They fired my boss today. They've fired her before, but when this client came along they plucked her out of obscurity, gave her a corporate cell phone and asked her to work her magic again. And work it she did.
In her first meeting with us front-line managers (there were three of us in the beginning) she let her expectations be known. I fell in love -- not with the woman (well, OK, I did have some inappropriate feelings for the blonde little pixie-rebel, but I kept them hidden) but with her management style. "You blow smoke up my skirt, I'll kick your ass all the way to the curb," she said. "You be here for your people, you serve them, you put them first, and I will back you all the way to the gates of Hell, and boys and girls, we will visit those gates before this is over." Or something like that.
She was a goddess in my eyes. The first time I had to fire a single mom, Heather held me and let me actually cry on her shoulder. When I went into a funk over missed service levels, she took me into the back parking lot and told me to get my shit in a sock before I lost the respect of my team. When I nailed my first monthly operations report presentation, she jumped up and applauded. When I fell asleep at my desk after four straight 14-hour days, she gently wakened me and gave me a free day to go get some sleep. She was tough as hell, gentle as your mother's caress, and when she walked, you know the lady had a place to be and people to see.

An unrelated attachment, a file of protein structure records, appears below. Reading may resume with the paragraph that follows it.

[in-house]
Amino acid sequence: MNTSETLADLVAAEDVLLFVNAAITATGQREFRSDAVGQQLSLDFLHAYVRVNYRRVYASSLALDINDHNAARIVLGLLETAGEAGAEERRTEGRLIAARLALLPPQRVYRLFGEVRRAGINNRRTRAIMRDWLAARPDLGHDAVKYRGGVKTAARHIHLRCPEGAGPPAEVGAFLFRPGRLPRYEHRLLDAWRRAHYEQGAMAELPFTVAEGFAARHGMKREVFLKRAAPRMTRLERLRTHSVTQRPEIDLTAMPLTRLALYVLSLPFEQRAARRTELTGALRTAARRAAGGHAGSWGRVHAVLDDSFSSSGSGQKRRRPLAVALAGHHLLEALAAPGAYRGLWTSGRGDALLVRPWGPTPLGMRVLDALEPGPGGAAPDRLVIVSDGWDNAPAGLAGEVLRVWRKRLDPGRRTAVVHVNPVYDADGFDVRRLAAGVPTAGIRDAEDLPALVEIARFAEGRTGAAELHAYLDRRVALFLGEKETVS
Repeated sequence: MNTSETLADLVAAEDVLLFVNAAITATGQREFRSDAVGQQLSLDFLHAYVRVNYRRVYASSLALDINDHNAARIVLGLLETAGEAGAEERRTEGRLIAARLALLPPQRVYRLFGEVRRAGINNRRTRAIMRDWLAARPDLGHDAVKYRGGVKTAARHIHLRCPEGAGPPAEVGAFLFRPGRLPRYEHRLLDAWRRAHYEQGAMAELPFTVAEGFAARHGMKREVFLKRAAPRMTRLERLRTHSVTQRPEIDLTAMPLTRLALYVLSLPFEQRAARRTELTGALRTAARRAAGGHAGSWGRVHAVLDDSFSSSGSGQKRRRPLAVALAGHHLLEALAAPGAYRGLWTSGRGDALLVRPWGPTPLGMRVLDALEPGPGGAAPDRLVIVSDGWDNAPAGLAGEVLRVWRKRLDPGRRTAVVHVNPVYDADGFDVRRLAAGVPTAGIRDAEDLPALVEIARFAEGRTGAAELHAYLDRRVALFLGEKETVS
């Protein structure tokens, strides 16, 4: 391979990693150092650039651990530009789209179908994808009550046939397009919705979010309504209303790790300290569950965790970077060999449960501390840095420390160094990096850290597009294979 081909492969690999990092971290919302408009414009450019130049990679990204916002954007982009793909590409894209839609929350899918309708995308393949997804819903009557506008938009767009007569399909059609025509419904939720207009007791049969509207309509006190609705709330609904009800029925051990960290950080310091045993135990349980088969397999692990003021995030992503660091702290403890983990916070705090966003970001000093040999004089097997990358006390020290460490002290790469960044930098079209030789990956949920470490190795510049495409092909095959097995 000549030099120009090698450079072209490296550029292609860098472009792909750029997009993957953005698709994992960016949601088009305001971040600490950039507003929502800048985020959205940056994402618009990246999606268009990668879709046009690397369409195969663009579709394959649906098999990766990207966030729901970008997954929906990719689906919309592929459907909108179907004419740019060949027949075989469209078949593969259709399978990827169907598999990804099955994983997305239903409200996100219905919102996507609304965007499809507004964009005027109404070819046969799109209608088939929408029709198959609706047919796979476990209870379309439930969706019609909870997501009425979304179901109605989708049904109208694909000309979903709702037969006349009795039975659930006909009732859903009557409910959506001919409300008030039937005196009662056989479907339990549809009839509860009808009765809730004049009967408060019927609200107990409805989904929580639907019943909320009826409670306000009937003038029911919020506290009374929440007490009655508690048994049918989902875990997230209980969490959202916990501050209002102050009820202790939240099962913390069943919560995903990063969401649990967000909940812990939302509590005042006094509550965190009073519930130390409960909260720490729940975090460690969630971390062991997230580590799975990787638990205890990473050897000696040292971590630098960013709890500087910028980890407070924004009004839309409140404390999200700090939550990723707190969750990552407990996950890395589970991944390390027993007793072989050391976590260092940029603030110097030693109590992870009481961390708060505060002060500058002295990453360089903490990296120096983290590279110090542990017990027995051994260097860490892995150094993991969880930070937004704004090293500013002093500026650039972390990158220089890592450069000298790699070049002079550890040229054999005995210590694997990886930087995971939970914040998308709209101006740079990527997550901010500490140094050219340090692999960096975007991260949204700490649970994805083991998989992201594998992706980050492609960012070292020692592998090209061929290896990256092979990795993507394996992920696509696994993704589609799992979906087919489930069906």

Now she's gone. Her successor, a young man I admire and respect deeply, had the look of real fear in his eyes at the announcement meeting.
It's a financial decision, I know. The client won't pay for two managers at that level and has a decided preference for the younger military veteran who speaks softly and tolerates no shit. He's talented, eminently capable, and I will continue to enjoy working with him.
But damn, why does this have to be so harsh? One minute you're building one helluva team that rocks the metrics and makes the client smile, and the next minute you're trying to make severance pay stretch through the summer.
Again, corporate America eats its young.